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A uni­corn stalks Wall Street in search of IPO cash; CASI Phar­ma in-li­cens­es CD19 ther­a­py from Chi­na’s Ju­ven­tas

→ A herd of up­start biotechs will look to Wall Street for some ma­jor wind­falls this week as a burst of new of­fer­ings con­tin­ues to feed cash in­to the R&D sys­tem. To­day we learned that Bridge­Bio will look to raise in the neigh­bor­hood of $225 mil­lion by of­fer­ing 15 mil­lion shares for $14 to $16 each. And they have a string of joint bookrun­ners: J.P. Mor­gan, Gold­man Sachs, Jef­feries, SVB Leerink, KKR, Piper Jaf­fray, Mizuho Se­cu­ri­ties, BMO Cap­i­tal Mar­kets and Ray­mond James. If suc­cess­ful, Bridge­Bio will emerge with a mar­ket cap of around $1.7 bil­lion. There are 5 biotechs look­ing to IPO this week, in­clud­ing Akero and Pre­vail.

UP­DAT­ED: Sanofi Gen­zyme deserts gene ther­a­py de­vel­op­er Voy­ager Ther­a­peu­tics

While gene ther­a­py com­pa­nies re­joice as the sec­tor gains trac­tion with ap­provals and a flur­ry of M&A ac­tiv­i­ty, one play­er is feel­ing the heat.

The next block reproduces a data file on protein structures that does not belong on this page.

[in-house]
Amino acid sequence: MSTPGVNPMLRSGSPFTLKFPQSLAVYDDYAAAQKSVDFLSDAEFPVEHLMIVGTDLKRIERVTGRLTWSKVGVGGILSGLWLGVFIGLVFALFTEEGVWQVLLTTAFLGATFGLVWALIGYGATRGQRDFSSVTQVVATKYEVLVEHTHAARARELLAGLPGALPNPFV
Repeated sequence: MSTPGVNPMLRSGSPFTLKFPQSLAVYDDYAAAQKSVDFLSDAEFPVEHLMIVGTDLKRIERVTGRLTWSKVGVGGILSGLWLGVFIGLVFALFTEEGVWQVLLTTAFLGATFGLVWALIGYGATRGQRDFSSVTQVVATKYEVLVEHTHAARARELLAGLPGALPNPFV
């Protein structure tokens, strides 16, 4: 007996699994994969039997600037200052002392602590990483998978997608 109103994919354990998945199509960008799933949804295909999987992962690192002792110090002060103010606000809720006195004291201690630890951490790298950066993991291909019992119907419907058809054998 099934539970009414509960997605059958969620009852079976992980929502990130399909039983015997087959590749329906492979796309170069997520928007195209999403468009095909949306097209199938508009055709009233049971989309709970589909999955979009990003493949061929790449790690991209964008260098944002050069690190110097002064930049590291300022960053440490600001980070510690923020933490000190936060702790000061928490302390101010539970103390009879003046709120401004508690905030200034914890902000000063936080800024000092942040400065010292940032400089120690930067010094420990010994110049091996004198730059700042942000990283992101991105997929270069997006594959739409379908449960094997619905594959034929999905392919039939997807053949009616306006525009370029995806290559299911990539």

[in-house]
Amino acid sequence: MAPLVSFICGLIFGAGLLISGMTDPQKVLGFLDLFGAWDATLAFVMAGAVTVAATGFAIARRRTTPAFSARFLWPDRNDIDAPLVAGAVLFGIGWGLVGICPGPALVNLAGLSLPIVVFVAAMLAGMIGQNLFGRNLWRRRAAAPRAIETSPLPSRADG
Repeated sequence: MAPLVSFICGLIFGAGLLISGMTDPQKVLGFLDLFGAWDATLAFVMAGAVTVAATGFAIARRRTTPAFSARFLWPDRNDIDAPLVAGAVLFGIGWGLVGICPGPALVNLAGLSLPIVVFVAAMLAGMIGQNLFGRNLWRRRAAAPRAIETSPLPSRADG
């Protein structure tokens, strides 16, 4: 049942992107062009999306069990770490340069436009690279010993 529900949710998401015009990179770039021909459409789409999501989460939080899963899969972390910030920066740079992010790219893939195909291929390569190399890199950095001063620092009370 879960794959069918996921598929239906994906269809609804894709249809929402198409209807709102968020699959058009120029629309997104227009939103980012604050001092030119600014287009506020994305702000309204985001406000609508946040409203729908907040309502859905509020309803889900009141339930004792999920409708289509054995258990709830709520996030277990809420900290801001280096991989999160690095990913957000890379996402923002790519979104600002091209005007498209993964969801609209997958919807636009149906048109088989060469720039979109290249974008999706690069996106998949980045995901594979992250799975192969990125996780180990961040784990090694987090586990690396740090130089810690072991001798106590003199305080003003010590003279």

Back in 2015, Voy­ager Ther­a­peu­tics joined forces with Sanofi Gen­zyme in a deal worth up to $845 mil­lion ($100 mil­lion up­front + a po­ten­tial $745 mil­lion in mile­stones) to co-de­vel­op gene ther­a­pies for se­vere cen­tral ner­vous sys­tem dis­or­ders. But two years lat­er, the French drug­mak­er re­treat­ed, elect­ing to not pick up the op­tion to work on Voy­ager’s Parkin­son’s dis­ease pro­gram. (Last year, the FDA dis­ap­point­ed Voy­ager, telling the com­pa­ny that it was not open to an ac­cel­er­at­ed fil­ing on the Parkin­son’s drug on the ba­sis of Phase II da­ta — in­stead of re­quir­ing an ad­di­tion­al piv­otal study.)

In­vestors fret as VBI's hep B vac­cine fails key sec­ondary PhI­II study goal

Sobered by mount­ing costs, Dy­navax $DVAX last month made the de­ci­sion to fo­cus all its re­sources on its 2017-ap­proved he­pati­tis B vac­cine Hep­lisav-B, which ri­vals and su­per­sedes the ef­fi­ca­cy and con­ve­nience pro­file of GSK’s $GSK es­tab­lished En­ger­ix-B. The Cal­i­for­nia-based com­pa­ny will be on the look­out for an­oth­er com­peti­tor — VBI Vac­cines, which on Mon­day un­veiled late-stage da­ta on its hep B vac­cine: Sci-B-Vac.

John Oyler, Founder & CEO of BeiGene, at the US-China Biopharma Innovation and Investment Summit in Shanghai on October 23, 2018; Credit: Endpoints News, PharmCube

UP­DAT­ED: As Bris­tol-My­ers/Cel­gene tie up loose ends, BeiGene pock­ets $150M from PD-1 breakup